New York retailers are prepared to knock down any potential moves to allow wine to be sold in grocery stores. “New York is a great state for doing business,” says Michael Correra, executive director of the Metro Package Store Association and owner of Michael-Towne Wines & Spirits in Brooklyn, New York. “There are more wine and liquor labels available here than in any other state. In the states where wine and liquor are sold in grocery stores, the number of labels sold is minimal. The consumer really wins having small businesses versus big businesses handle its products.”
While there are no apparent proposals in New York to sell wine in grocery stores, retailers are gearing up for a battle based on developments in the Rocky Mountain State. In Colorado, three propositions on the Election Day ballot have the potential to devastate the independent beverage alcohol retail industry if adopted. Proposition 125 would permit convenience and grocery stores—such as Walmart, Whole Foods, and Krogers—licensed to sell beer to also sell wine beginning in March 2023. If approved, the measure is expected to force 500 to 800 Colorado retailers out of business. “You see the kind of money that is being poured into these initiatives,” Correra says. “They are being sold a bill of goods in Colorado. It’s like Pac-Man: big business gobbling [smaller players].”
Correra is also a member of the state’s temporary Commission to Study Reform of the Alcoholic Beverage Control Law to recommend changes to the state’s nearly 90-year-old laws by May 1, 2023. “I hope that our lawmakers see the importance of small businesses like independent package stores and that they don’t put an industry like us out of business because I assure you that would happen if wine is sold in grocery stores,” Correra explains.
In all, there are approximately 3,700 wine and spirits retailers in New York and about 1,000 are members of the Metro Package Store Association. “The New York distilleries and wineries are doing great—they wouldn’t be opening all of these distilleries and wineries in New York if they weren’t selling to somebody,” Correra notes. “We are building a market. Despite the challenges of Covid and New York being hit the worst since the pandemic, the economy has struggled to come back, but we are a vibrant industry.”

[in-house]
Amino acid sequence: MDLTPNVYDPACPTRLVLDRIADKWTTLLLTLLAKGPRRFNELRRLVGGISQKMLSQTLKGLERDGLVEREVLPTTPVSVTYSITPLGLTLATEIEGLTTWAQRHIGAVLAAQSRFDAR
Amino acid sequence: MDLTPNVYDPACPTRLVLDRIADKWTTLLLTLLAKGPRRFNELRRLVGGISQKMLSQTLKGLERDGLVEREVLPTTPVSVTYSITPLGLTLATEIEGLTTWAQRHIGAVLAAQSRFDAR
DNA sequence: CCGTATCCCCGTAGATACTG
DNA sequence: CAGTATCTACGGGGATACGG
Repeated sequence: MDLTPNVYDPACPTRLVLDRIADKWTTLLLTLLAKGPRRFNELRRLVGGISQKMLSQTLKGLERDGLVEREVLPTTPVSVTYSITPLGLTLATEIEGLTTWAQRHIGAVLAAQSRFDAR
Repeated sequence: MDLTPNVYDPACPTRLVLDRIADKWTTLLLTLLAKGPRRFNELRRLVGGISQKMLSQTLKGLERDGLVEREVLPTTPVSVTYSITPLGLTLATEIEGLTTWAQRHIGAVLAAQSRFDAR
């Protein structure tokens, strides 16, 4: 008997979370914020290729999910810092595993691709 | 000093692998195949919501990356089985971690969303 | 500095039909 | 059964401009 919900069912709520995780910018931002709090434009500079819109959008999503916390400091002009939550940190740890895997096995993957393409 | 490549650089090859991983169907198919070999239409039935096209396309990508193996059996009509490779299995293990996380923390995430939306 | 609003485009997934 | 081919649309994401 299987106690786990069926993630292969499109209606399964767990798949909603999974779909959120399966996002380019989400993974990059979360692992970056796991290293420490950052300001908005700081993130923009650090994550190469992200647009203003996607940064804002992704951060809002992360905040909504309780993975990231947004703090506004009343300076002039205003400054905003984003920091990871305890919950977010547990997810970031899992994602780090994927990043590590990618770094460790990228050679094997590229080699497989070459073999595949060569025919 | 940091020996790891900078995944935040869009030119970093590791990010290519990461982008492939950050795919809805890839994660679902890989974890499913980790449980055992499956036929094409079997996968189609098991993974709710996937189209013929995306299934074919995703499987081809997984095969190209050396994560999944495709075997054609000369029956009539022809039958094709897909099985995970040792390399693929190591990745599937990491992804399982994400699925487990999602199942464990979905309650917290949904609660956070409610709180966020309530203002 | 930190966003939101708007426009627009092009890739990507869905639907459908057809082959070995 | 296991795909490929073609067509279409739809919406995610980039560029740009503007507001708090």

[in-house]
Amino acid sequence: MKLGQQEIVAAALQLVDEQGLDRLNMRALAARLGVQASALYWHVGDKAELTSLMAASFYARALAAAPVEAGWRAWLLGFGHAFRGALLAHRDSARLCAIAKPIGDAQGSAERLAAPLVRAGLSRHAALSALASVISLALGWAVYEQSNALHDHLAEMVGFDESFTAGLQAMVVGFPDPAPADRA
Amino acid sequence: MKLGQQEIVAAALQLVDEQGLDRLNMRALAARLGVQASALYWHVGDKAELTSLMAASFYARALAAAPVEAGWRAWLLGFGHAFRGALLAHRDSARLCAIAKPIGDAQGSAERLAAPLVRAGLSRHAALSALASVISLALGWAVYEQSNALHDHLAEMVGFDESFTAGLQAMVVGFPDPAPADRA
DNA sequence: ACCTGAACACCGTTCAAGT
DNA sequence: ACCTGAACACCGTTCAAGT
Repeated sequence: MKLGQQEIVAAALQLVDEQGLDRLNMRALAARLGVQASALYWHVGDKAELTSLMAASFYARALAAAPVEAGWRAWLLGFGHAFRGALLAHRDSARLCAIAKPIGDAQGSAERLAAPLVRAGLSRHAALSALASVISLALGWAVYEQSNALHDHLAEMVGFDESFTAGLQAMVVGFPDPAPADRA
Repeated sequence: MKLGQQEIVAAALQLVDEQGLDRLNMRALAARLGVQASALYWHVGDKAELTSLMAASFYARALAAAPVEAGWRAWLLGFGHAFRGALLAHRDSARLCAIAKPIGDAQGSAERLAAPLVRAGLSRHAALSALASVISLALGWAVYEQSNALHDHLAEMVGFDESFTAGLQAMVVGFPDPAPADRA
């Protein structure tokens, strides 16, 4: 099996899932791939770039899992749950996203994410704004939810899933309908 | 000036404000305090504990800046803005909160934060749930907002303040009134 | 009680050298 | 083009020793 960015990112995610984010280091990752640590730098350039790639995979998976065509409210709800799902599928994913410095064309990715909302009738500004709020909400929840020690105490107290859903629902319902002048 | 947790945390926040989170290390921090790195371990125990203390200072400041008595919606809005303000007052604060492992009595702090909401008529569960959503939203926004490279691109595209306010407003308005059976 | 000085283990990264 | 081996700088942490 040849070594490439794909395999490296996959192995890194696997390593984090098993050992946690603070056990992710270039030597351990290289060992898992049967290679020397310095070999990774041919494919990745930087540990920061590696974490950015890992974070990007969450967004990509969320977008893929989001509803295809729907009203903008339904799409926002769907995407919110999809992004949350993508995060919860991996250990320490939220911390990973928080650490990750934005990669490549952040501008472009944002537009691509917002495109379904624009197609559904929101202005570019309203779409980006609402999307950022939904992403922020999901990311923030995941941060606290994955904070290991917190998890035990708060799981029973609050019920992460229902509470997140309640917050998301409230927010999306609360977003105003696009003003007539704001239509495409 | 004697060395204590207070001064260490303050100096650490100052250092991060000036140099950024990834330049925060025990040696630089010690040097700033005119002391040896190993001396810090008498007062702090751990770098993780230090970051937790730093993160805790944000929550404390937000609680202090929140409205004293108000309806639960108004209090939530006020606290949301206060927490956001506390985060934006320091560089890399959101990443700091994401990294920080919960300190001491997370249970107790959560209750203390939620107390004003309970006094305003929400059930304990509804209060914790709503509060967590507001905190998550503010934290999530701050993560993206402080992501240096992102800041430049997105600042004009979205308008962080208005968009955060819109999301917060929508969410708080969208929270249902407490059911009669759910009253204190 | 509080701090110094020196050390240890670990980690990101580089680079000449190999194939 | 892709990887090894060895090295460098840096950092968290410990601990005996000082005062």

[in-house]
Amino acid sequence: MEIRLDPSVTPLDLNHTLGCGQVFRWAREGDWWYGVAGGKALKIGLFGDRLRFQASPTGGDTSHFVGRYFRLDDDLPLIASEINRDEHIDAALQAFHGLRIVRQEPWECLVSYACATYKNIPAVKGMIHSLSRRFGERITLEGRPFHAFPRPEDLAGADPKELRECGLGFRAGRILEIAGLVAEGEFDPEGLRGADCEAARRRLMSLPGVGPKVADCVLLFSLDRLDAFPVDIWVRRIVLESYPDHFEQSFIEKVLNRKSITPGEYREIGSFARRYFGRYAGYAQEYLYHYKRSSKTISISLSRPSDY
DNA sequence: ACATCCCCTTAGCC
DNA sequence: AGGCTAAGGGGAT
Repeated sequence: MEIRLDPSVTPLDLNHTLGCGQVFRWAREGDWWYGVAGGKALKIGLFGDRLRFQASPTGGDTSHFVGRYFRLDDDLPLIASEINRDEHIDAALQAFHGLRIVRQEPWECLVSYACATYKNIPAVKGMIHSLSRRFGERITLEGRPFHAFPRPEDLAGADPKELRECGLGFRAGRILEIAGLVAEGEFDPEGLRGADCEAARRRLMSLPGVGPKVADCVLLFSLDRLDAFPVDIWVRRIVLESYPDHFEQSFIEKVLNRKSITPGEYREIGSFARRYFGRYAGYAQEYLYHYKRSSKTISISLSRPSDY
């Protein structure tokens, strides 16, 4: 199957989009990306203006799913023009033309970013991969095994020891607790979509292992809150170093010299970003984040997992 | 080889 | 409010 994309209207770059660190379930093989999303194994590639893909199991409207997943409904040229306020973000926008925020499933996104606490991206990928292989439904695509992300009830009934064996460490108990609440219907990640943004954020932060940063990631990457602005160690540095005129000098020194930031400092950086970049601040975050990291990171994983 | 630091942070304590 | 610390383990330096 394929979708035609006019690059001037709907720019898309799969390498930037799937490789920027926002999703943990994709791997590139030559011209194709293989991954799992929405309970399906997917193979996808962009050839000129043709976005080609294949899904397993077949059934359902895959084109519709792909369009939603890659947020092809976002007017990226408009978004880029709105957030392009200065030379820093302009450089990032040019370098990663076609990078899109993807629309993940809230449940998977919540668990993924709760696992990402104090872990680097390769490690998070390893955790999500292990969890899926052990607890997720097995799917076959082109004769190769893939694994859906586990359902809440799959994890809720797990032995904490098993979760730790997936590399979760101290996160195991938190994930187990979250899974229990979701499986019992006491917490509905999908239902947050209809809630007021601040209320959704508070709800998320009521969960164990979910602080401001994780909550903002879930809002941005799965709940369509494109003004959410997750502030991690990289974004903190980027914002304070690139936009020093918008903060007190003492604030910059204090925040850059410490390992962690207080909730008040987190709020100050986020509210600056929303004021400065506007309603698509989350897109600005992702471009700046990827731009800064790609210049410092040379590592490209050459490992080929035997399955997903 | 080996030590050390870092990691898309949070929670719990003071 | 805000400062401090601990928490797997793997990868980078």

The last time legislation to sell wine in New York grocery stores appeared was in former Governor David Paterson’s 2009-2010 proposed budget. Beverage alcohol stores united in opposition, and Paterson withdrew it. “We were successful because the legislature spoke up and disagreed with it,” Correra says. “People saw our side.”
In New York, there are no retail wine and liquor franchises. “In other states where wine is sold in grocery stores, they don’t have salespeople to sell; they have national accounts,” Correra says. “It dumbs the whole industry down in states where independent beverage alcohol retailers aren’t strong.”
Under New York law, an individual or entity can’t own more than one liquor license in the state. Maryland-based Total Wine & More has been unsuccessful in trying to open a second retail outlet in New York. Owner David Trone received a 2016 license for Total Wine, Spirits & More Westbury, and that 26,000-square-foot Long Island unit has about 125 employees and annual sales of more than $60 million. “New York is perfectly served by retail liquor stores, not by grocers, not by Total, not by chains but by independents,” Correra says.